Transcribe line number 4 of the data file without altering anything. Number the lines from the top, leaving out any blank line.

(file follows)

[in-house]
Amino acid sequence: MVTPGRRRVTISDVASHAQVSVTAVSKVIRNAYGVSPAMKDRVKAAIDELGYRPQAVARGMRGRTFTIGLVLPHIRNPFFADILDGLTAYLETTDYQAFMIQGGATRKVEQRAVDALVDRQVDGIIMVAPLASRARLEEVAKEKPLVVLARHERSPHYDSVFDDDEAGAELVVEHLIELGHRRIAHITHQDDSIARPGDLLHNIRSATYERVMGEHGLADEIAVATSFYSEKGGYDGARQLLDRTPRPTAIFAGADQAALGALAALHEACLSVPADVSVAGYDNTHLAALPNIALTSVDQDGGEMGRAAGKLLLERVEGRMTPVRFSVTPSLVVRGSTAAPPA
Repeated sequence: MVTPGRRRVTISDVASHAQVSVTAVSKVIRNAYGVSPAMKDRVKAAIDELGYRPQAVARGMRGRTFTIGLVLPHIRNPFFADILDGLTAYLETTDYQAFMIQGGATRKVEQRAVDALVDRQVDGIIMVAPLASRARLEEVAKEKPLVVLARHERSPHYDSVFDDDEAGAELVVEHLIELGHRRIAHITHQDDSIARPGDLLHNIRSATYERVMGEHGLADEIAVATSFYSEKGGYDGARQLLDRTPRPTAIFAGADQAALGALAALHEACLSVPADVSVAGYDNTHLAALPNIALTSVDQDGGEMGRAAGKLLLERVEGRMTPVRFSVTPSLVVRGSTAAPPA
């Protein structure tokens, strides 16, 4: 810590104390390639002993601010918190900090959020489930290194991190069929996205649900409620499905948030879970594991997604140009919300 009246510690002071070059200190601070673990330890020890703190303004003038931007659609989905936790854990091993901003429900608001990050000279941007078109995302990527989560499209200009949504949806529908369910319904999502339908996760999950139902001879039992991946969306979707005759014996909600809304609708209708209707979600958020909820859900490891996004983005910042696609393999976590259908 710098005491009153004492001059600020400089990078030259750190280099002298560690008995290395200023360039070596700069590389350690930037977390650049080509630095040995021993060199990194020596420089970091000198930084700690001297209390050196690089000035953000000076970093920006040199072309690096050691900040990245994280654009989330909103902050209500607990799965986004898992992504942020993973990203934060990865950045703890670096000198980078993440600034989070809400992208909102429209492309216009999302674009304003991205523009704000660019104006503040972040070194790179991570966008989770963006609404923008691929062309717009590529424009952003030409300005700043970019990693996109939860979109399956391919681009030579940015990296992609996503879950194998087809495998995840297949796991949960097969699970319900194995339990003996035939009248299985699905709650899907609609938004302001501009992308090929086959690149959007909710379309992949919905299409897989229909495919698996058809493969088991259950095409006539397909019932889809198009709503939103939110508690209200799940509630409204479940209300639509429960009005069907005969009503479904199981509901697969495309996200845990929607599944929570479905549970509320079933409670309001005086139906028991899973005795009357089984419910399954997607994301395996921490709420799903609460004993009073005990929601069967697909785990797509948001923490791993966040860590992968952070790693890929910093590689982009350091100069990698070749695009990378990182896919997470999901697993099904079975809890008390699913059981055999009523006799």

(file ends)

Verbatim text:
């Protein structure tokens, strides 16, 4: 810590104390390639002993601010918190900090959020489930290194991190069929996205649900409620499905948030879970594991997604140009919300 009246510690002071070059200190601070673990330890020890703190303004003038931007659609989905936790854990091993901003429900608001990050000279941007078109995302990527989560499209200009949504949806529908369910319904999502339908996760999950139902001879039992991946969306979707005759014996909600809304609708209708209707979600958020909820859900490891996004983005910042696609393999976590259908 710098005491009153004492001059600020400089990078030259750190280099002298560690008995290395200023360039070596700069590389350690930037977390650049080509630095040995021993060199990194020596420089970091000198930084700690001297209390050196690089000035953000000076970093920006040199072309690096050691900040990245994280654009989330909103902050209500607990799965986004898992992504942020993973990203934060990865950045703890670096000198980078993440600034989070809400992208909102429209492309216009999302674009304003991205523009704000660019104006503040972040070194790179991570966008989770963006609404923008691929062309717009590529424009952003030409300005700043970019990693996109939860979109399956391919681009030579940015990296992609996503879950194998087809495998995840297949796991949960097969699970319900194995339990003996035939009248299985699905709650899907609609938004302001501009992308090929086959690149959007909710379309992949919905299409897989229909495919698996058809493969088991259950095409006539397909019932889809198009709503939103939110508690209200799940509630409204479940209300639509429960009005069907005969009503479904199981509901697969495309996200845990929607599944929570479905549970509320079933409670309001005086139906028991899973005795009357089984419910399954997607994301395996921490709420799903609460004993009073005990929601069967697909785990797509948001923490791993966040860590992968952070790693890929910093590689982009350091100069990698070749695009990378990182896919997470999901697993099904079975809890008390699913059981055999009523006799």